Good test match, this. And not a bad one for batsmen whose names begin with ‘P’ and end with ‘etersen’.
Compared to the dreary, run-swamped one-sidedness of the Oval, this has been proper test cricket – hard fought, and with ebb and flow. When one side has threatened to take charge, the other has responded. This is what cricket between us and South Africa is meant to be like.
Before Kevin Pietersen’s fireworks, our batsmen yesterday had several opportunities to put us firmly in front. Strauss, Trott, and to a lesser extent Bell, had all got themselves set only to then squander their opportunity through a combination of carelessness and mistakes, although in fairness the efficient Saffer bowling also played a part.
In a way, the worst score for a test batsman to make is 30-something. By that stage, you are properly ‘in’; you’ve accomplished the hardest part and can now consolidate. There are too many 30s on our batting card in this innings.
What’s currently separating us from South Africa, with the bat, is partly patience and application, but mainly mistake-making. The Saffers just don’t do it – and at the Oval, to an almost inhuman degree.
Much has already been said about KP’s astonishing performance. Mercurial and enigmatic are cliched, over-used words in sport, but if they apply to anyone, it’s KP. He has become more erratic and unpredictable as his career progressed, oscillating wildly from the bizarre to the sublime. Last week, I gently suggested that he’s losing his marbles. But yesterday he reminded us that he’s only ever one innings away from something brilliant and unique which can turn an entire match in our favour.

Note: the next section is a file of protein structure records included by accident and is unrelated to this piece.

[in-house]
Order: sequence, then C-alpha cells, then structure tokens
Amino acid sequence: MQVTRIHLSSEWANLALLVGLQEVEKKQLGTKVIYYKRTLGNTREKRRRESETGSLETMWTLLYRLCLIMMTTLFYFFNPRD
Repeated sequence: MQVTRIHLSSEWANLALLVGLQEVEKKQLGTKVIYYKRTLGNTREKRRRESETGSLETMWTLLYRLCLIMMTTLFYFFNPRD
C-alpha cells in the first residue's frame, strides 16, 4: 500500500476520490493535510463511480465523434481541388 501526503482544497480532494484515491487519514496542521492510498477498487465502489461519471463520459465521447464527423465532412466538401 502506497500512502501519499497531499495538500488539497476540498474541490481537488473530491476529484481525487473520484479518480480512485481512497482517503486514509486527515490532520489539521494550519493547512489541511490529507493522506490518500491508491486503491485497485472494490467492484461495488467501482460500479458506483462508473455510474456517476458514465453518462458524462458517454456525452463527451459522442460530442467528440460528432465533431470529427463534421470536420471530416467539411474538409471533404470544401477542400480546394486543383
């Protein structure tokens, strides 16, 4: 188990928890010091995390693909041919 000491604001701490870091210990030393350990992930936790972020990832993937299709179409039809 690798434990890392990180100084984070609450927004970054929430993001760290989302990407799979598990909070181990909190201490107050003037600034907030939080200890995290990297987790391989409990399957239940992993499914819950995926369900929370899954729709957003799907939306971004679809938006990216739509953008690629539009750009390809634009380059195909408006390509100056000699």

For all that’s written and speculated about KP’s poor cricketing politics, and his uncertain future, he’s demonstrated again just how much we’ll miss him one day. He is unlike any other England batsman I have ever witnessed, capable of things no one else could possibly perform.
What did you make of James Taylor? I thought he did rather well. In some ways, the pressure on him was reduced because expectations were low. In other ways the pressure was very much on due to the match situation. And he responded pretty impressively, remaining reasonably calm and collected and managing not to panic. You want a debutant to appear to have reasonable mental strength, and for me he ticked that box at least.
As for today, it’s very important for us to get a lead, even if only a small one. This match is most likely headed for a draw, but nonetheless a first innings lead gives us a minor moral victory, changes the balance of power, and psychologically puts South Africa on the back foot ahead of Lord’s.
Could there still be a result? Two early wickets today and we’ll be in trouble. But if KP and Prior enjoy a very brisk first hour – you never know